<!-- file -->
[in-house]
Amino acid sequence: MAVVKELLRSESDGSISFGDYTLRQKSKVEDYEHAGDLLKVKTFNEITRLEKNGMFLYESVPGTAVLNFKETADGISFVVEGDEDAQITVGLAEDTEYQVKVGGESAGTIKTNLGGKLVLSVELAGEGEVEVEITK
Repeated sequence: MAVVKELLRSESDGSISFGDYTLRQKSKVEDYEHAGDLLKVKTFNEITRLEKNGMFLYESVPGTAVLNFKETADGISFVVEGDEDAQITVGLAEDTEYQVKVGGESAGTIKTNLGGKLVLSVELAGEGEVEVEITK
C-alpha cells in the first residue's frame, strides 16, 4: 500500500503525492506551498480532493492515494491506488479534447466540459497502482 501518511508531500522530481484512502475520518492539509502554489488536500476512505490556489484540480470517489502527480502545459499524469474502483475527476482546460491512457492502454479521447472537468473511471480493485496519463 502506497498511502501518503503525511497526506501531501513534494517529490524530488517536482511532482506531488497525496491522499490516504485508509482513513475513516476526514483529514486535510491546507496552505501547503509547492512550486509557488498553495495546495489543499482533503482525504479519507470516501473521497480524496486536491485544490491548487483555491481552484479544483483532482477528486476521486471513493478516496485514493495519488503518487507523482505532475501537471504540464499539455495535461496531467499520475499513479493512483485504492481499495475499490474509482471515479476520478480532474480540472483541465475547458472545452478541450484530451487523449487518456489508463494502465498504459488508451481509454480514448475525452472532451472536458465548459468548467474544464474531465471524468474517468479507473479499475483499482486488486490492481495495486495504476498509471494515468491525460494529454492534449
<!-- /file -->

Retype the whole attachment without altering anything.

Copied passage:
[in-house]
Amino acid sequence: MAVVKELLRSESDGSISFGDYTLRQKSKVEDYEHAGDLLKVKTFNEITRLEKNGMFLYESVPGTAVLNFKETADGISFVVEGDEDAQITVGLAEDTEYQVKVGGESAGTIKTNLGGKLVLSVELAGEGEVEVEITK
Repeated sequence: MAVVKELLRSESDGSISFGDYTLRQKSKVEDYEHAGDLLKVKTFNEITRLEKNGMFLYESVPGTAVLNFKETADGISFVVEGDEDAQITVGLAEDTEYQVKVGGESAGTIKTNLGGKLVLSVELAGEGEVEVEITK
C-alpha cells in the first residue's frame, strides 16, 4: 500500500503525492506551498480532493492515494491506488479534447466540459497502482 501518511508531500522530481484512502475520518492539509502554489488536500476512505490556489484540480470517489502527480502545459499524469474502483475527476482546460491512457492502454479521447472537468473511471480493485496519463 502506497498511502501518503503525511497526506501531501513534494517529490524530488517536482511532482506531488497525496491522499490516504485508509482513513475513516476526514483529514486535510491546507496552505501547503509547492512550486509557488498553495495546495489543499482533503482525504479519507470516501473521497480524496486536491485544490491548487483555491481552484479544483483532482477528486476521486471513493478516496485514493495519488503518487507523482505532475501537471504540464499539455495535461496531467499520475499513479493512483485504492481499495475499490474509482471515479476520478480532474480540472483541465475547458472545452478541450484530451487523449487518456489508463494502465498504459488508451481509454480514448475525452472532451472536458465548459468548467474544464474531465471524468474517468479507473479499475483499482486488486490492481495495486495504476498509471494515468491525460494529454492534449